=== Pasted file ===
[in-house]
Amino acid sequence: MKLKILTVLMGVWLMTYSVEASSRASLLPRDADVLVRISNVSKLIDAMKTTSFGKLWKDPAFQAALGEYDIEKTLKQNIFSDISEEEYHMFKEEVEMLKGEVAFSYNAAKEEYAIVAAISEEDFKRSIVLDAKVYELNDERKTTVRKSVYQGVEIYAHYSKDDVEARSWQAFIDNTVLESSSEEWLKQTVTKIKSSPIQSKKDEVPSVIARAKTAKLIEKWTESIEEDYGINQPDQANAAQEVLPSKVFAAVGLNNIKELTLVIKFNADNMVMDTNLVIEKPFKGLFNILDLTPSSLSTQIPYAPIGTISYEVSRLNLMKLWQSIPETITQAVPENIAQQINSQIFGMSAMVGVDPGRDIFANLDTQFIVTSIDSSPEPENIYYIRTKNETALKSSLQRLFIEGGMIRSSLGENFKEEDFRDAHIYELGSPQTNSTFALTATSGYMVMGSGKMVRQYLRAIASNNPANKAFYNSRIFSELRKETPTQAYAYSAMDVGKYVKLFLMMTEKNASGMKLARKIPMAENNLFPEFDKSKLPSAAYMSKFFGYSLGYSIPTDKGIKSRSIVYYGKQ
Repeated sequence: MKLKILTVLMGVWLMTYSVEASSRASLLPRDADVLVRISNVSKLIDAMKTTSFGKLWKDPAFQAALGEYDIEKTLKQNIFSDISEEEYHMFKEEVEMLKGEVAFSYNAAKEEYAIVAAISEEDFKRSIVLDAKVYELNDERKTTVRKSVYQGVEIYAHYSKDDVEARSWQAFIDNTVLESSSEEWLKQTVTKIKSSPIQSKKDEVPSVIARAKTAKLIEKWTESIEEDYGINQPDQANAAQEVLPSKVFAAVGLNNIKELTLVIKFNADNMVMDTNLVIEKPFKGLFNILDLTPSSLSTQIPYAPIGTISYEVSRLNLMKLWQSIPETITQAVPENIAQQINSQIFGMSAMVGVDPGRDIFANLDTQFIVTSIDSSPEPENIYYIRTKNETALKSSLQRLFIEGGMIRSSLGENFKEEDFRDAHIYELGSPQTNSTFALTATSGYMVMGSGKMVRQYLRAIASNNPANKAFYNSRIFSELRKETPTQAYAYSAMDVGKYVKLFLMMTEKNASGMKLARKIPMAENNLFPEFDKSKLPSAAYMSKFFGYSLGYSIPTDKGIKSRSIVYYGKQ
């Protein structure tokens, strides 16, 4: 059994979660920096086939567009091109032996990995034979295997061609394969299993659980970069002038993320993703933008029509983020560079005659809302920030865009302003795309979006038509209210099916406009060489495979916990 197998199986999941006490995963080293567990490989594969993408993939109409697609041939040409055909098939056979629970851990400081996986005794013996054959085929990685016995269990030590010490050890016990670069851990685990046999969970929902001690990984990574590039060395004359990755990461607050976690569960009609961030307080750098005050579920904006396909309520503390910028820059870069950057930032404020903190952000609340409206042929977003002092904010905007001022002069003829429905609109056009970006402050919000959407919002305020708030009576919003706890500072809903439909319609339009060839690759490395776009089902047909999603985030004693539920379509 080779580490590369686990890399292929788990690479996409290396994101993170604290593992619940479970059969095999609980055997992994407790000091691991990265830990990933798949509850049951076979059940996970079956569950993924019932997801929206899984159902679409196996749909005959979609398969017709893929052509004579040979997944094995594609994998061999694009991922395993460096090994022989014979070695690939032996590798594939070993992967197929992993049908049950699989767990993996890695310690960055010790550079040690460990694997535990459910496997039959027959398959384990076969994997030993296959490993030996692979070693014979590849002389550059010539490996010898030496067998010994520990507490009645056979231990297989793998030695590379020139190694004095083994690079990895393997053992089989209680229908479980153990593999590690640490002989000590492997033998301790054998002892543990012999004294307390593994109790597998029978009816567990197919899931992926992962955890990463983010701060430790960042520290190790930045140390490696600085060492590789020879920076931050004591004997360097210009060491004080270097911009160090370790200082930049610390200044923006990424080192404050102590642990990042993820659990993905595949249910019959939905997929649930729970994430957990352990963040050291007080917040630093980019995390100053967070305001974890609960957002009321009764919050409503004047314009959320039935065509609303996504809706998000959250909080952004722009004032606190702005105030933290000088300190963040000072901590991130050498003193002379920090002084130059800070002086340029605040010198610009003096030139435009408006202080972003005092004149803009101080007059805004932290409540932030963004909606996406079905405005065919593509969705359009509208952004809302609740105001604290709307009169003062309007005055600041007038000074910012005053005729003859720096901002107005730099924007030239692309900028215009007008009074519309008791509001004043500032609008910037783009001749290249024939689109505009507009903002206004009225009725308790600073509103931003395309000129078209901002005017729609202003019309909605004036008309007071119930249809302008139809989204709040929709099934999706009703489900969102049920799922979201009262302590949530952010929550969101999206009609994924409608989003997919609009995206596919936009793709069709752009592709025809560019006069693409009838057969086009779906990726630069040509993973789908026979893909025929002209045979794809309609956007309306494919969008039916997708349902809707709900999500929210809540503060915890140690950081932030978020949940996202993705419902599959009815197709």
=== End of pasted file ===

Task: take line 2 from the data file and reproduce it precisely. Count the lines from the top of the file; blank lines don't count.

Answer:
Amino acid sequence: MKLKILTVLMGVWLMTYSVEASSRASLLPRDADVLVRISNVSKLIDAMKTTSFGKLWKDPAFQAALGEYDIEKTLKQNIFSDISEEEYHMFKEEVEMLKGEVAFSYNAAKEEYAIVAAISEEDFKRSIVLDAKVYELNDERKTTVRKSVYQGVEIYAHYSKDDVEARSWQAFIDNTVLESSSEEWLKQTVTKIKSSPIQSKKDEVPSVIARAKTAKLIEKWTESIEEDYGINQPDQANAAQEVLPSKVFAAVGLNNIKELTLVIKFNADNMVMDTNLVIEKPFKGLFNILDLTPSSLSTQIPYAPIGTISYEVSRLNLMKLWQSIPETITQAVPENIAQQINSQIFGMSAMVGVDPGRDIFANLDTQFIVTSIDSSPEPENIYYIRTKNETALKSSLQRLFIEGGMIRSSLGENFKEEDFRDAHIYELGSPQTNSTFALTATSGYMVMGSGKMVRQYLRAIASNNPANKAFYNSRIFSELRKETPTQAYAYSAMDVGKYVKLFLMMTEKNASGMKLARKIPMAENNLFPEFDKSKLPSAAYMSKFFGYSLGYSIPTDKGIKSRSIVYYGKQ